Germany’s Michael Schumacher and Sebastian Vettel won a record sixth straight ROC Nations Cup title at Bangkok in 2012, adding to their previous triumphs in London, Beijing and Düsseldorf.
eRace Of Champions (eROC)
From Sim to Live racing, the eRace Of Champions competition is one of the most innovative amateur recruiting tools ever created in motorsports. It provides the unique opportunity for gamers, aspiring racers and any amateur to earn their competition licenses and their position on the starting line alongside the superstars of motorsports and eSports in less than a year after entering the competition.
The Race Of Champions was created in 1988, the brainchild of IMP (International Media Productions) President Fredrik Johnsson and Michèle Mouton, the most successful female rally driver of all time.
The first edition of the event, held in Paris, celebrated the 10th anniversary of the inaugural World Rally Drivers Championship, gathering all the sport’s champions together in identical cars. It was also held in memory of the late Henri Toivonen, who died at the Corsica Rally while leading the world championship in 1986. The Henri Toivonen Memorial trophy is still awarded to the winner of the Race Of Champions each year.
The Race Of Champions switched to its current parallel track format in 1989 at the Nürburgring, the first ever car race to do so. After establishing a temporary base in Gran Canaria from 1992 to 2003, the event has since taken in a variety of the world’s most evocative venues including the Stade de France in Paris, London’s Wembley Stadium and Beijing’s ‘Bird’s Nest’ Olympic Stadium. In 2010 it returned to German soil at Düsseldorf’s ESPRIT arena before heading to Bangkok's Rajamangala Stadium in 2012.
Originally conceived as the ultimate shootout between the best international rally stars, experts from other motor sport disciplines increasingly craved their share of the action. Over the last decade in particular, the racers have given the rally boys more than just a run for their money. They include Formula 1 world champions Michael Schumacher, Sebastian Vettel, Fernando Alonso and Jenson Button, MotoGP legends Valentino Rossi, Jorge Lorenzo and Mick Doohan, eight-time Le Mans 24 Hours winner Tom Kristensen and serial NASCAR champions Jeff Gordon and Jimmie Johnson.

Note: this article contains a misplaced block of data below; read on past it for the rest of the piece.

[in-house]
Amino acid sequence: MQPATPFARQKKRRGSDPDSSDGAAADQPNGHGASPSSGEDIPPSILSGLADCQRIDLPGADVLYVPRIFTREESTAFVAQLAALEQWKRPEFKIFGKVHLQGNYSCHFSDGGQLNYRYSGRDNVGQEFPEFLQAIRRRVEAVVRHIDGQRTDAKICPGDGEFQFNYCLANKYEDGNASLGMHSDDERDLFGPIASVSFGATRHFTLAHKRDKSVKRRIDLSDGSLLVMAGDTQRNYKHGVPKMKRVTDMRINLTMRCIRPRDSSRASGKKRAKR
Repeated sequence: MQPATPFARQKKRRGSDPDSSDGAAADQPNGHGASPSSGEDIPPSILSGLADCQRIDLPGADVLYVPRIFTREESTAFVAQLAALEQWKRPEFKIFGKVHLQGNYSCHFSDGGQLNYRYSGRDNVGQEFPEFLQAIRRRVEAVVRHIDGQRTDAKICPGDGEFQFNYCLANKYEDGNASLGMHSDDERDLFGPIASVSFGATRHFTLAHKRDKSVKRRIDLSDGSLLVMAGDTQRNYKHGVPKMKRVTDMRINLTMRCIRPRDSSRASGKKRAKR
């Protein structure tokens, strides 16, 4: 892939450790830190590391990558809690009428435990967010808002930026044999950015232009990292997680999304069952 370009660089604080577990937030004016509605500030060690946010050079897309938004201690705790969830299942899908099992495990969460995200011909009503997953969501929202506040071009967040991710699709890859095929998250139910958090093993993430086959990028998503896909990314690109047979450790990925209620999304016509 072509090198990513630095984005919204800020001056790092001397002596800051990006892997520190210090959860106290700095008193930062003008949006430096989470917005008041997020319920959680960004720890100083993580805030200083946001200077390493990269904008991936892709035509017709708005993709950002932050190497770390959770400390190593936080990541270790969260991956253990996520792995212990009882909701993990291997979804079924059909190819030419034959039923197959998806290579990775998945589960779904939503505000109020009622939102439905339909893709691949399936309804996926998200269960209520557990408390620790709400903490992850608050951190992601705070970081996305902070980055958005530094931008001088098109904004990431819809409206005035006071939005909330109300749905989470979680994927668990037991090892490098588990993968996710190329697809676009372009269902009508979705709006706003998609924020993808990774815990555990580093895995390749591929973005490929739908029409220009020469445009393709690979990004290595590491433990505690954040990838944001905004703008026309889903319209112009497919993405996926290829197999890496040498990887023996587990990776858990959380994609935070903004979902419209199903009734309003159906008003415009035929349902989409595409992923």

Rally stars still hold their own: Sébastien Ogier took the 2011 crown while six-time world champion Sébastien Loeb beat David Coulthard by a fraction of a second in the decisive heat of the 2008 final at Wembley for his third ROC title. Previous rally drivers who have won the event include the late Colin McRae, Carlos Sainz, Juha Kankkunen and Didier Auriol, who took a record four ROC victories.
Nevertheless, motor racing got its own back with Romain Grosjean's win in 2012. The tarmac racers also have their own multiple ‘Champion of Champions’ in DTM hero Mattias Ekström. The Swede took his third ROC win at Beijing in 2009, defeating Schumacher in the final after earlier knocking out reigning F1 champion Button. Clearly no respecter of legendary status, Ekström had taken his first title by defeating Loeb in the 2006 Paris final, before doing the same to Schumacher at Wembley the following year.
Schumacher has had his own back in the ROC Nations Cup, however, in partnership with countryman Sebastian Vettel. This event, hosted at the Race Of Champions every year since 1999, is like the World Cup of motor sport, pitching nation against nation in on-track battle courtesy of two fired-up drivers. Germany has won the last six titles, another record, but the other winners make up a cosmopolitan spread including France, Finland, Spain and the USA.